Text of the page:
- P. P. Kumaramangalam of the British Indian Army, a future Chief of the Indian Army.
- Flight Lieutenant Gordon "Moose" Miller RCAF, helped carry the Wooden Horse in and out each day under the German guns without faltering with the weight of two concealed diggers and a day's worth of earth. He was awarded the Distinguished Flying Cross for repairing a damaged Vickers Wellington in flight and allowing the crew to parachute to safety.
- Robert M. Polich, Sr., also of the United States Army Air Forces, who received the Distinguished Flying Cross; later featured in the short film Red Leader on Fire which was submitted for the Minnesota's Greatest Generation short film festival in 2008.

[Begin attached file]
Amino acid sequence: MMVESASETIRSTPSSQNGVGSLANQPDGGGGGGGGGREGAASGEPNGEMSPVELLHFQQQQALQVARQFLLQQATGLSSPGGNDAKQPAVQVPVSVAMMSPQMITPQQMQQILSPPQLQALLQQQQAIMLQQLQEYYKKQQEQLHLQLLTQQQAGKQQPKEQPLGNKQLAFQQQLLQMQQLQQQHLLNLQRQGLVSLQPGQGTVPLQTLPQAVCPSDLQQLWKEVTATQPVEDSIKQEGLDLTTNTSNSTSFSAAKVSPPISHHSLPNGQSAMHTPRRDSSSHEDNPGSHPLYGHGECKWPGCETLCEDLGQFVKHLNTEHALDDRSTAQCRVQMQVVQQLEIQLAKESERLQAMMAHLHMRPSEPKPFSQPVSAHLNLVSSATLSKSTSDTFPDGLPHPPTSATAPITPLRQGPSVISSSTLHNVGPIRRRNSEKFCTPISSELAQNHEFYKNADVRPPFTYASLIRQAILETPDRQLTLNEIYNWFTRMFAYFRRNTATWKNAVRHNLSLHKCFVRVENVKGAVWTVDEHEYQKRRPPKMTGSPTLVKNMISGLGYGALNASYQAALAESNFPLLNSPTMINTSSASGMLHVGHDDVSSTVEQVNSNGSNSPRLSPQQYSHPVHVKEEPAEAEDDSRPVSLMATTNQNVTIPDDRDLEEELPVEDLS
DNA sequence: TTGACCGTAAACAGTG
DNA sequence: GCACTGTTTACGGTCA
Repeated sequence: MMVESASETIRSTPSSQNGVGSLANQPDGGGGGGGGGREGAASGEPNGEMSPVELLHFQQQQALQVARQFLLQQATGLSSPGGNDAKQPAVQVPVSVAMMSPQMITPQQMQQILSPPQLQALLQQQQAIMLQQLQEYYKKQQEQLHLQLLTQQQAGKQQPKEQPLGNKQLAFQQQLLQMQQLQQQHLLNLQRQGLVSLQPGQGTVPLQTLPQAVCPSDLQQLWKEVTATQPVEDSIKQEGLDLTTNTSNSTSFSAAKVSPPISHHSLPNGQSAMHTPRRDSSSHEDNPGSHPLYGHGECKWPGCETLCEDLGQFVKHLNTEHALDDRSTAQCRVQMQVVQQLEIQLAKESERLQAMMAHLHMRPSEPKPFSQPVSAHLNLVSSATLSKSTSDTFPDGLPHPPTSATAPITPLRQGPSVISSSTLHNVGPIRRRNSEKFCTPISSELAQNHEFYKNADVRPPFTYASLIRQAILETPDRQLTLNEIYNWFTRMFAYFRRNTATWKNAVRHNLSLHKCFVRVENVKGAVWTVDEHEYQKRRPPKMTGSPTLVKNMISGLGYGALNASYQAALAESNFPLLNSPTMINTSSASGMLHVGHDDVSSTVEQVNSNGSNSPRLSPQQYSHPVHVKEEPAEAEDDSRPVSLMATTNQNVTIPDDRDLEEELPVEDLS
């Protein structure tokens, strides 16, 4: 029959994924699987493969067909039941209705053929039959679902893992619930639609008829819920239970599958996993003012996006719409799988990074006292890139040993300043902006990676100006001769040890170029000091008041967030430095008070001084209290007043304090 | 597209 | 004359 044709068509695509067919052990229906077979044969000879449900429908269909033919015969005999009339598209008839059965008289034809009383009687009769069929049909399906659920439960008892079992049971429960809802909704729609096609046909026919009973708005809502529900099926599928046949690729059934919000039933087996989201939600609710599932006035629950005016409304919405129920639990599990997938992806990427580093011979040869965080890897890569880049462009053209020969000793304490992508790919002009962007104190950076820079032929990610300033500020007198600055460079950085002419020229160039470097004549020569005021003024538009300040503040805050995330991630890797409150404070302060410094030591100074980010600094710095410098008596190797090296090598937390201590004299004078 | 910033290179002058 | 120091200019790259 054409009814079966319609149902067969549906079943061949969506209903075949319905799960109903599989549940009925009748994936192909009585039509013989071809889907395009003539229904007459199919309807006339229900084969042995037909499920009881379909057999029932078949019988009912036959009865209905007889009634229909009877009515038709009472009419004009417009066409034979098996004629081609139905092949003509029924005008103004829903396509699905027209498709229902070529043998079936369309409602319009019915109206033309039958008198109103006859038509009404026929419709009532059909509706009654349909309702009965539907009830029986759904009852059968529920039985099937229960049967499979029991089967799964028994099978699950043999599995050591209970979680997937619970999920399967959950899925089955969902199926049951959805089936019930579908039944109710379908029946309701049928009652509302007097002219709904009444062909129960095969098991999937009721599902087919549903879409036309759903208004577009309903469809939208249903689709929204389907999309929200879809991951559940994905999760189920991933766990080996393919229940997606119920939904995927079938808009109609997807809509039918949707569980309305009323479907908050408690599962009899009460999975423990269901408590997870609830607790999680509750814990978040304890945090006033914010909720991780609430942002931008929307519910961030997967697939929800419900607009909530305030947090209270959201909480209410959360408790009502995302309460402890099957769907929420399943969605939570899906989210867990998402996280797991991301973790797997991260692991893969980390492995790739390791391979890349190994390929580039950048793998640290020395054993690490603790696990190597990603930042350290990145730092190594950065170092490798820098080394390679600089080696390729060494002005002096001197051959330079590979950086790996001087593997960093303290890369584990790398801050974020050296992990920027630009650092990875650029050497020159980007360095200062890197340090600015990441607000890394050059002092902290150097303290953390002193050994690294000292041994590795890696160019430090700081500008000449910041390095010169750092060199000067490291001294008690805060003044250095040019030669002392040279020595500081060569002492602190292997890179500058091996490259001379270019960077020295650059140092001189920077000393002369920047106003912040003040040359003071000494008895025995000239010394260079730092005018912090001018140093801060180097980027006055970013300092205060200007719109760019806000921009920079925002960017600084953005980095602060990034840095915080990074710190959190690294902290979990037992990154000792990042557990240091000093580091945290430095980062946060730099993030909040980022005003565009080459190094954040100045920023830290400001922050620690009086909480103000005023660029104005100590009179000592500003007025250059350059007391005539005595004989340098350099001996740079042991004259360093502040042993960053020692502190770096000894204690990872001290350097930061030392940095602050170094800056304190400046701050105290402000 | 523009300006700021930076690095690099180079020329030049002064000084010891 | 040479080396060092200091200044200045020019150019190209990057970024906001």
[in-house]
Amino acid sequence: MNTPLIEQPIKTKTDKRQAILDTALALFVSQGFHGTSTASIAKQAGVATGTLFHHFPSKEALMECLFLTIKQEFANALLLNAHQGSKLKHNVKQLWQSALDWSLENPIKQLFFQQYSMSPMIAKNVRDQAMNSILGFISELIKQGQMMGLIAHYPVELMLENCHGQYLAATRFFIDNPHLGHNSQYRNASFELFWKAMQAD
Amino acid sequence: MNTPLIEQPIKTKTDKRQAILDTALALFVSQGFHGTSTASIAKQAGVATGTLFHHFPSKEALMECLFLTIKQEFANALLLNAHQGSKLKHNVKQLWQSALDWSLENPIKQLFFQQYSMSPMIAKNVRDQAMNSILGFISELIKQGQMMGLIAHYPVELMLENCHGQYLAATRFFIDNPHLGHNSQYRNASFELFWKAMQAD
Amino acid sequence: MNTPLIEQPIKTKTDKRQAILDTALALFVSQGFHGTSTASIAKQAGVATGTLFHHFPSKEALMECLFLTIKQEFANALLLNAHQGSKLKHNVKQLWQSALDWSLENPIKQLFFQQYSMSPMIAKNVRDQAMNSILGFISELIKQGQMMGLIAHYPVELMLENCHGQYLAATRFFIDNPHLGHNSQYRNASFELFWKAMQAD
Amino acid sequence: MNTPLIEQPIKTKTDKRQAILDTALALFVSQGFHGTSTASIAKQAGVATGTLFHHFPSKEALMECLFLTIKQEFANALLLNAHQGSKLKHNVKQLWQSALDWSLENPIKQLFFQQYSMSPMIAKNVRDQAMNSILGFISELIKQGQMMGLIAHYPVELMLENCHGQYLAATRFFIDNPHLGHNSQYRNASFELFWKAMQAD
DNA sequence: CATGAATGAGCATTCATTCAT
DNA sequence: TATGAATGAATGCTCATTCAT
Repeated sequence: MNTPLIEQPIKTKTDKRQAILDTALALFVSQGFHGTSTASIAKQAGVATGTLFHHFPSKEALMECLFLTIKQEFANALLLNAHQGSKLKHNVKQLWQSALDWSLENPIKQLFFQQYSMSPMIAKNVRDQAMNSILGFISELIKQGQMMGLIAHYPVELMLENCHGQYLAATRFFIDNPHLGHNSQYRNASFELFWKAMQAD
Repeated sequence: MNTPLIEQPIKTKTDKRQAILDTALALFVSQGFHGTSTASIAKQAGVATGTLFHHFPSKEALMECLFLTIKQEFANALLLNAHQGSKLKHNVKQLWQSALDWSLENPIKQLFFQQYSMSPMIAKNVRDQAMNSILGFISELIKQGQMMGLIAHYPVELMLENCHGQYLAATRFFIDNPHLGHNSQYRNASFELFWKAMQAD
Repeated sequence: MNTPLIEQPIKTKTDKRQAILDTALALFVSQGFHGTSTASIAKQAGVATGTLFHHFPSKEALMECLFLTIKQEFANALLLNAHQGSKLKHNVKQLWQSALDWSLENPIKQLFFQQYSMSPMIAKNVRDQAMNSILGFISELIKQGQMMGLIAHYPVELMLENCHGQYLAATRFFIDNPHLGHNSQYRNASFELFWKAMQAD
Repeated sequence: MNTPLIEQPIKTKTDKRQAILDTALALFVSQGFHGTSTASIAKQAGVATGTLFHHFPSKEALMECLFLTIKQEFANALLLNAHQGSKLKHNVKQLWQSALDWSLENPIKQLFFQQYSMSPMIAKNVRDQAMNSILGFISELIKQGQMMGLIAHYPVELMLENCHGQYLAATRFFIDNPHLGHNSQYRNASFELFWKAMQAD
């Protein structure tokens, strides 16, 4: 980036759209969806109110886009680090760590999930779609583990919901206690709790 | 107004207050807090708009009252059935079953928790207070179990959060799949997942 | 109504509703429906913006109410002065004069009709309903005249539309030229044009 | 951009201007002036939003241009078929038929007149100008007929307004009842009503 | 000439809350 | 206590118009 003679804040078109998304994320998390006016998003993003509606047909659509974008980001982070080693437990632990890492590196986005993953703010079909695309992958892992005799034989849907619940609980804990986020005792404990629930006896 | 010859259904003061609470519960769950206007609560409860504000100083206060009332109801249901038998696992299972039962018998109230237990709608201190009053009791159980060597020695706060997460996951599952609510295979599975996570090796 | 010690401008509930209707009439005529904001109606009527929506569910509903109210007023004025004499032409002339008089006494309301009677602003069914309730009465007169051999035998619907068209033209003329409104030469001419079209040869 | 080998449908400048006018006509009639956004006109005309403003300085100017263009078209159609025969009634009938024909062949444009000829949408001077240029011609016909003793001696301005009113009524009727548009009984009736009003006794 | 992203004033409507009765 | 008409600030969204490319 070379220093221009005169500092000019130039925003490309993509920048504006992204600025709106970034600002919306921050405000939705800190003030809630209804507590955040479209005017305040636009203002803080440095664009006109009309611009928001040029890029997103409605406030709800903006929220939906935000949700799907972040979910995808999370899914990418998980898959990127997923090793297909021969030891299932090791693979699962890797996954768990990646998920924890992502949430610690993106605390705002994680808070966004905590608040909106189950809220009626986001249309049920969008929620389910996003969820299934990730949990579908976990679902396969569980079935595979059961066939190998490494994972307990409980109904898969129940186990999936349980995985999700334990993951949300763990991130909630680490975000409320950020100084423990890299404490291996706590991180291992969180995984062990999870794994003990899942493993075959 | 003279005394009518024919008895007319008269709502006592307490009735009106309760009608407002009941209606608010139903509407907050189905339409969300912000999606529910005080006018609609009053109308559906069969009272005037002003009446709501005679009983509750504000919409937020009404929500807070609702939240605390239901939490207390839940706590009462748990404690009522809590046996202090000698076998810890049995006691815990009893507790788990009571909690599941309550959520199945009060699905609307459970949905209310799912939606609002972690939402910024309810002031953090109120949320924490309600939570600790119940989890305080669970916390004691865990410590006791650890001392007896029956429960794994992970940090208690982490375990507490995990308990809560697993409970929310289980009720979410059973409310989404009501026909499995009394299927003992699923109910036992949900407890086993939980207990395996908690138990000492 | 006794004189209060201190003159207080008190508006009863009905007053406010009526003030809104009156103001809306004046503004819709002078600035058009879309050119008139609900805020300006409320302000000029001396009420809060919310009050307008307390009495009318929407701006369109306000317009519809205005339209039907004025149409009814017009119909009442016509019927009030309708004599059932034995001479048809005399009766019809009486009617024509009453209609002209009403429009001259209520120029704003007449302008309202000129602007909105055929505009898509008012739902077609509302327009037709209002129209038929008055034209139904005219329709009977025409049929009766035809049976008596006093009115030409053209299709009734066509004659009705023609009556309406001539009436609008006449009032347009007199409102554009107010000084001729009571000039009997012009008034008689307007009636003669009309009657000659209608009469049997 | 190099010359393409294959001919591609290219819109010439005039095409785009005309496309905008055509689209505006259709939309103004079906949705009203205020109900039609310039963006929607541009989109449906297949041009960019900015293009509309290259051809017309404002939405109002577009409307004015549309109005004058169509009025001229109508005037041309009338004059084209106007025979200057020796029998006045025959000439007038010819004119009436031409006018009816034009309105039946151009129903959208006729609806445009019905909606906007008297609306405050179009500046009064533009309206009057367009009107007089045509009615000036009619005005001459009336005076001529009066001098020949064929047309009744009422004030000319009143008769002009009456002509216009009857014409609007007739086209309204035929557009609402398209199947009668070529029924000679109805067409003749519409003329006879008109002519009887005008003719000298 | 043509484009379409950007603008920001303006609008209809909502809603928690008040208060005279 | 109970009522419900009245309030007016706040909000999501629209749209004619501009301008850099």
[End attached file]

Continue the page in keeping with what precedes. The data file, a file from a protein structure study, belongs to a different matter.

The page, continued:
- Col. Delmar T. Spivey, who was, for a time, the Senior American Officer (SAO), was captured on 12 August 1943, while flying as an observer on a Boeing B-17 Flying Fortress of the 407th Bomb Squadron, 92d Bomb Group. As the USAAF expert on aerial gunnery, Spivey was on the mission to evaluate possible improvements to gun turrets. Spivey assumed command as SAO, in Centre Compound, in August 1943. Amazed by the prisoners' ingenuity, he had a carefully coded history of the camp created, so that future POWs would not have to "re-invent the wheel." This carefully hidden record was retrieved and carried at no little risk when the camp was hastily evacuated in late January 1945, as the Germans marched the prisoners away from the rapidly advancing Russian armies. The documents served as the basis and initial impetus for Stalag Luft III – The Secret Story, a definitive history of the camp, by Col. Arthur A. Durand, USAF (Ret.).